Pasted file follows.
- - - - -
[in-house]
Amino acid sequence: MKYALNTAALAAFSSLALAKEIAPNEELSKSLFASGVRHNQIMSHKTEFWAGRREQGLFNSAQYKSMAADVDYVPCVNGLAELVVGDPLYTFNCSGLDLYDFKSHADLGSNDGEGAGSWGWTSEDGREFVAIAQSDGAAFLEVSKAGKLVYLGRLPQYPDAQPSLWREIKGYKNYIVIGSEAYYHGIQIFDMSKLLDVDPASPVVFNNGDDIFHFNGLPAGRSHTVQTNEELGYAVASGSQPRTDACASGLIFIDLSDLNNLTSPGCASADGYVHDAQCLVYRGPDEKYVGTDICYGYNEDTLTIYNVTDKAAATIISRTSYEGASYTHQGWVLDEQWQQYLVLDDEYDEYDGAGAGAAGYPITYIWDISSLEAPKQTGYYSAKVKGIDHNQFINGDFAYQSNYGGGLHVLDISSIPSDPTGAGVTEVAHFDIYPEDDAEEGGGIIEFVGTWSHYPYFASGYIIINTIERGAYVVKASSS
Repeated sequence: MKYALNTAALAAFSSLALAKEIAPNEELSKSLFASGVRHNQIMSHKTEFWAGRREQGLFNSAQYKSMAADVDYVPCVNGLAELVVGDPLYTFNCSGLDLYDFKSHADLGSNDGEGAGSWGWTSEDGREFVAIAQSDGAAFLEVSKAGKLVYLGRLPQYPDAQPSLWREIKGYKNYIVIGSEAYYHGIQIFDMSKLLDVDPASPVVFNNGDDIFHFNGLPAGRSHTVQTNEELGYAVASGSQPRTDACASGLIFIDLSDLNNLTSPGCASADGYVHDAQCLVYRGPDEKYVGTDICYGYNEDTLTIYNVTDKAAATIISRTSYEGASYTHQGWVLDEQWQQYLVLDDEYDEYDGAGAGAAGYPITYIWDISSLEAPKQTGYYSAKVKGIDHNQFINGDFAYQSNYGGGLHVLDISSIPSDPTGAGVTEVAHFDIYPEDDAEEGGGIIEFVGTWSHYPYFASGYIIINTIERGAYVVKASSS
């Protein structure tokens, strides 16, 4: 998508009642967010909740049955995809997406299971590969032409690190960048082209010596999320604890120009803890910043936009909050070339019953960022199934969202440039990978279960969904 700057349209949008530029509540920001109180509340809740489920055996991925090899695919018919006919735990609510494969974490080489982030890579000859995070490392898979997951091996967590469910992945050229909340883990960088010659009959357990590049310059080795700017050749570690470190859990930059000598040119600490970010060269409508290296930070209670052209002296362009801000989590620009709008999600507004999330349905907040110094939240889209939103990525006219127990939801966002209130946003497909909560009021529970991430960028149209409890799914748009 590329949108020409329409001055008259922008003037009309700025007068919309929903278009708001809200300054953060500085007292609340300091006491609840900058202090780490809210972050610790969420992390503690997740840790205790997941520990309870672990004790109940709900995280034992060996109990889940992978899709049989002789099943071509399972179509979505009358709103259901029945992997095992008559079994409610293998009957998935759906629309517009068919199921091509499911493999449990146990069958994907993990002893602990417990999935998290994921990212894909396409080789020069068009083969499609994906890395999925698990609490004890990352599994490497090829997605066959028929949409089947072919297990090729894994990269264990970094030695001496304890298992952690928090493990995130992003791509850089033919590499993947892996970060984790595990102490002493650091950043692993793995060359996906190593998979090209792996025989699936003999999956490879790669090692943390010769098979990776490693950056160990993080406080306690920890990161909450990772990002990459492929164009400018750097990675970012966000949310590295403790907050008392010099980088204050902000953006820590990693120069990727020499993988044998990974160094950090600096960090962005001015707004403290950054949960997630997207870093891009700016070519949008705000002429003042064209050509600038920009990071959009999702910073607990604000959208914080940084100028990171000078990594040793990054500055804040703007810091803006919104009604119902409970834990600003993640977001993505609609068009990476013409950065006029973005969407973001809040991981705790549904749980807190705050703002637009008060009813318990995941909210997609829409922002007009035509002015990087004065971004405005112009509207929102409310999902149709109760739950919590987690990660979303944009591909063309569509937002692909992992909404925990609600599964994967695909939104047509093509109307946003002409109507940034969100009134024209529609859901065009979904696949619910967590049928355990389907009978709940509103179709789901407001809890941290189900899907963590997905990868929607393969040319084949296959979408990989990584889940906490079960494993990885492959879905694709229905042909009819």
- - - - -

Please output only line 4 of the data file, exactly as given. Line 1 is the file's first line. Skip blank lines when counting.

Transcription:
């Protein structure tokens, strides 16, 4: 998508009642967010909740049955995809997406299971590969032409690190960048082209010596999320604890120009803890910043936009909050070339019953960022199934969202440039990978279960969904 700057349209949008530029509540920001109180509340809740489920055996991925090899695919018919006919735990609510494969974490080489982030890579000859995070490392898979997951091996967590469910992945050229909340883990960088010659009959357990590049310059080795700017050749570690470190859990930059000598040119600490970010060269409508290296930070209670052209002296362009801000989590620009709008999600507004999330349905907040110094939240889209939103990525006219127990939801966002209130946003497909909560009021529970991430960028149209409890799914748009 590329949108020409329409001055008259922008003037009309700025007068919309929903278009708001809200300054953060500085007292609340300091006491609840900058202090780490809210972050610790969420992390503690997740840790205790997941520990309870672990004790109940709900995280034992060996109990889940992978899709049989002789099943071509399972179509979505009358709103259901029945992997095992008559079994409610293998009957998935759906629309517009068919199921091509499911493999449990146990069958994907993990002893602990417990999935998290994921990212894909396409080789020069068009083969499609994906890395999925698990609490004890990352599994490497090829997605066959028929949409089947072919297990090729894994990269264990970094030695001496304890298992952690928090493990995130992003791509850089033919590499993947892996970060984790595990102490002493650091950043692993793995060359996906190593998979090209792996025989699936003999999956490879790669090692943390010769098979990776490693950056160990993080406080306690920890990161909450990772990002990459492929164009400018750097990675970012966000949310590295403790907050008392010099980088204050902000953006820590990693120069990727020499993988044998990974160094950090600096960090962005001015707004403290950054949960997630997207870093891009700016070519949008705000002429003042064209050509600038920009990071959009999702910073607990604000959208914080940084100028990171000078990594040793990054500055804040703007810091803006919104009604119902409970834990600003993640977001993505609609068009990476013409950065006029973005969407973001809040991981705790549904749980807190705050703002637009008060009813318990995941909210997609829409922002007009035509002015990087004065971004405005112009509207929102409310999902149709109760739950919590987690990660979303944009591909063309569509937002692909992992909404925990609600599964994967695909939104047509093509109307946003002409109507940034969100009134024209529609859901065009979904696949619910967590049928355990389907009978709940509103179709789901407001809890941290189900899907963590997905990868929607393969040319084949296959979408990989990584889940906490079960494993990885492959879905694709229905042909009819």